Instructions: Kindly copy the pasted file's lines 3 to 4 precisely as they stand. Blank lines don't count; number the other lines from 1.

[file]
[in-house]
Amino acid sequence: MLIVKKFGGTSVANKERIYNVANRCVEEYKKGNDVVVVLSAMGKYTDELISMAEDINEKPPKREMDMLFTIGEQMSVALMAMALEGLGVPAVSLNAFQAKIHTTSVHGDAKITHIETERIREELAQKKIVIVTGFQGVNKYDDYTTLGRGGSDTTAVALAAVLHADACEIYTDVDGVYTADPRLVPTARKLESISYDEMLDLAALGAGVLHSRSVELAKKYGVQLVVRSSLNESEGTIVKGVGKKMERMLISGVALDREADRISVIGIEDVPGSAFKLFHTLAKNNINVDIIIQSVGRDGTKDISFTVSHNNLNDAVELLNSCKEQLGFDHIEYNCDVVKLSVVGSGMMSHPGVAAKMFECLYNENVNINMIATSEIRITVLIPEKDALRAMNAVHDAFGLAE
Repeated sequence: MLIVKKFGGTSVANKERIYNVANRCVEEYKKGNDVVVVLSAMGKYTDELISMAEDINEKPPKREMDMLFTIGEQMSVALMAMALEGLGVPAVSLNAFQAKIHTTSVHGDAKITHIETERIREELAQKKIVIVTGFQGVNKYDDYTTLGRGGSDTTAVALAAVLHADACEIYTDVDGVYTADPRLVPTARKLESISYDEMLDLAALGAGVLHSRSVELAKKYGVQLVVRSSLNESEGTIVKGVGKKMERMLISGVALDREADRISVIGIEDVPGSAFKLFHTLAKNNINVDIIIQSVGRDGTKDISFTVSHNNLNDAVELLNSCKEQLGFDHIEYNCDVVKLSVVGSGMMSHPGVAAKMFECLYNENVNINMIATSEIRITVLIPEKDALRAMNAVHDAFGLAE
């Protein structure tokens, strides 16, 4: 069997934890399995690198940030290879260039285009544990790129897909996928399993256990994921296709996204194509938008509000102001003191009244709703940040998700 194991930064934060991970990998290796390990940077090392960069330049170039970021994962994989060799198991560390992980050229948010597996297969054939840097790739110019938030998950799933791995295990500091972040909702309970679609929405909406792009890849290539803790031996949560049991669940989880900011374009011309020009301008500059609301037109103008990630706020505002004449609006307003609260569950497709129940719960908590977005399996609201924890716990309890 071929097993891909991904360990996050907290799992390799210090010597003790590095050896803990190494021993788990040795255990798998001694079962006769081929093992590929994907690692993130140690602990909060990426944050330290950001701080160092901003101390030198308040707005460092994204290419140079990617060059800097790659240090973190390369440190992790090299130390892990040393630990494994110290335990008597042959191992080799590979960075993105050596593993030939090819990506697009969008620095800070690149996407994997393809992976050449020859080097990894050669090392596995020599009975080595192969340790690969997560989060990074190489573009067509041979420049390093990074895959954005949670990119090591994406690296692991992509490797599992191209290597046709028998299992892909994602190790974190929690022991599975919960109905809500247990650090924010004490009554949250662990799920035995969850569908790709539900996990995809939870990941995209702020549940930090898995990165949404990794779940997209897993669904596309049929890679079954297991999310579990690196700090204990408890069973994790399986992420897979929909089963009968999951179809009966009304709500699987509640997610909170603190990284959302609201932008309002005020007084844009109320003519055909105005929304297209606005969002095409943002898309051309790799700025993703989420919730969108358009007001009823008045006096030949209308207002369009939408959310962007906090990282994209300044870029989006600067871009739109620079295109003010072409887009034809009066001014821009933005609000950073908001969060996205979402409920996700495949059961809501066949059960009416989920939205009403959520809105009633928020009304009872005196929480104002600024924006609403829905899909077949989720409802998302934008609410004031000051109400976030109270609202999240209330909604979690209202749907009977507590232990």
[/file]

Repeated sequence: MLIVKKFGGTSVANKERIYNVANRCVEEYKKGNDVVVVLSAMGKYTDELISMAEDINEKPPKREMDMLFTIGEQMSVALMAMALEGLGVPAVSLNAFQAKIHTTSVHGDAKITHIETERIREELAQKKIVIVTGFQGVNKYDDYTTLGRGGSDTTAVALAAVLHADACEIYTDVDGVYTADPRLVPTARKLESISYDEMLDLAALGAGVLHSRSVELAKKYGVQLVVRSSLNESEGTIVKGVGKKMERMLISGVALDREADRISVIGIEDVPGSAFKLFHTLAKNNINVDIIIQSVGRDGTKDISFTVSHNNLNDAVELLNSCKEQLGFDHIEYNCDVVKLSVVGSGMMSHPGVAAKMFECLYNENVNINMIATSEIRITVLIPEKDALRAMNAVHDAFGLAE
């Protein structure tokens, strides 16, 4: 069997934890399995690198940030290879260039285009544990790129897909996928399993256990994921296709996204194509938008509000102001003191009244709703940040998700 194991930064934060991970990998290796390990940077090392960069330049170039970021994962994989060799198991560390992980050229948010597996297969054939840097790739110019938030998950799933791995295990500091972040909702309970679609929405909406792009890849290539803790031996949560049991669940989880900011374009011309020009301008500059609301037109103008990630706020505002004449609006307003609260569950497709129940719960908590977005399996609201924890716990309890 071929097993891909991904360990996050907290799992390799210090010597003790590095050896803990190494021993788990040795255990798998001694079962006769081929093992590929994907690692993130140690602990909060990426944050330290950001701080160092901003101390030198308040707005460092994204290419140079990617060059800097790659240090973190390369440190992790090299130390892990040393630990494994110290335990008597042959191992080799590979960075993105050596593993030939090819990506697009969008620095800070690149996407994997393809992976050449020859080097990894050669090392596995020599009975080595192969340790690969997560989060990074190489573009067509041979420049390093990074895959954005949670990119090591994406690296692991992509490797599992191209290597046709028998299992892909994602190790974190929690022991599975919960109905809500247990650090924010004490009554949250662990799920035995969850569908790709539900996990995809939870990941995209702020549940930090898995990165949404990794779940997209897993669904596309049929890679079954297991999310579990690196700090204990408890069973994790399986992420897979929909089963009968999951179809009966009304709500699987509640997610909170603190990284959302609201932008309002005020007084844009109320003519055909105005929304297209606005969002095409943002898309051309790799700025993703989420919730969108358009007001009823008045006096030949209308207002369009939408959310962007906090990282994209300044870029989006600067871009739109620079295109003010072409887009034809009066001014821009933005609000950073908001969060996205979402409920996700495949059961809501066949059960009416989920939205009403959520809105009633928020009304009872005196929480104002600024924006609403829905899909077949989720409802998302934008609410004031000051109400976030109270609202999240209330909604979690209202749907009977507590232990």